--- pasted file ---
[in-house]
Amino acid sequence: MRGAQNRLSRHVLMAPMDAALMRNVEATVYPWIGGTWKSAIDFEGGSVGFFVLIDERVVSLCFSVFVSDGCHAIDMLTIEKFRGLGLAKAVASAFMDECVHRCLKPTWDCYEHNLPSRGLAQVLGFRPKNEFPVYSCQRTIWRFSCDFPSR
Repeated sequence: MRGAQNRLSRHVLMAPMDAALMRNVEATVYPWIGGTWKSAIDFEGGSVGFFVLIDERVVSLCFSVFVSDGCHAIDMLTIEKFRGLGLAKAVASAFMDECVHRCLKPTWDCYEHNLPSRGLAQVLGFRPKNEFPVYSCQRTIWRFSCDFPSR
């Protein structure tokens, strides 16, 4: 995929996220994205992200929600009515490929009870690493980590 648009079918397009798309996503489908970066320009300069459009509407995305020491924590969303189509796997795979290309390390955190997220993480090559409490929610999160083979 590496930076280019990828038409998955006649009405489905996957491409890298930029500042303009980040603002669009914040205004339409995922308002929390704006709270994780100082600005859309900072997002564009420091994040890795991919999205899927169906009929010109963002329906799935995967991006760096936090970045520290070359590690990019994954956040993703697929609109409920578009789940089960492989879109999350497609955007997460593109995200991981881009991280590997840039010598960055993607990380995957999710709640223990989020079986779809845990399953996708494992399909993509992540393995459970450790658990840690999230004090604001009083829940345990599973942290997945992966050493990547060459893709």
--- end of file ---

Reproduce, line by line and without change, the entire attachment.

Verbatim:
[in-house]
Amino acid sequence: MRGAQNRLSRHVLMAPMDAALMRNVEATVYPWIGGTWKSAIDFEGGSVGFFVLIDERVVSLCFSVFVSDGCHAIDMLTIEKFRGLGLAKAVASAFMDECVHRCLKPTWDCYEHNLPSRGLAQVLGFRPKNEFPVYSCQRTIWRFSCDFPSR
Repeated sequence: MRGAQNRLSRHVLMAPMDAALMRNVEATVYPWIGGTWKSAIDFEGGSVGFFVLIDERVVSLCFSVFVSDGCHAIDMLTIEKFRGLGLAKAVASAFMDECVHRCLKPTWDCYEHNLPSRGLAQVLGFRPKNEFPVYSCQRTIWRFSCDFPSR
């Protein structure tokens, strides 16, 4: 995929996220994205992200929600009515490929009870690493980590 648009079918397009798309996503489908970066320009300069459009509407995305020491924590969303189509796997795979290309390390955190997220993480090559409490929610999160083979 590496930076280019990828038409998955006649009405489905996957491409890298930029500042303009980040603002669009914040205004339409995922308002929390704006709270994780100082600005859309900072997002564009420091994040890795991919999205899927169906009929010109963002329906799935995967991006760096936090970045520290070359590690990019994954956040993703697929609109409920578009789940089960492989879109999350497609955007997460593109995200991981881009991280590997840039010598960055993607990380995957999710709640223990989020079986779809845990399953996708494992399909993509992540393995459970450790658990840690999230004090604001009083829940345990599973942290997945992966050493990547060459893709």